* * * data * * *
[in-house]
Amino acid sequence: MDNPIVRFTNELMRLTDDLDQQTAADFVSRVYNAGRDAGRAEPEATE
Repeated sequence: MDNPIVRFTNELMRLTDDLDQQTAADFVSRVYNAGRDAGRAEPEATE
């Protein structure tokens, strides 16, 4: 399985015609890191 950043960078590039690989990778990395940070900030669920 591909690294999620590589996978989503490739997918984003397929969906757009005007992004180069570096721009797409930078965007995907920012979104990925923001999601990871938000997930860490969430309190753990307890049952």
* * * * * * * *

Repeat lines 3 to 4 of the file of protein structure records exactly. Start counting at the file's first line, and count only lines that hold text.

Repeated sequence: MDNPIVRFTNELMRLTDDLDQQTAADFVSRVYNAGRDAGRAEPEATE
């Protein structure tokens, strides 16, 4: 399985015609890191 950043960078590039690989990778990395940070900030669920 591909690294999620590589996978989503490739997918984003397929969906757009005007992004180069570096721009797409930078965007995907920012979104990925923001999601990871938000997930860490969430309190753990307890049952």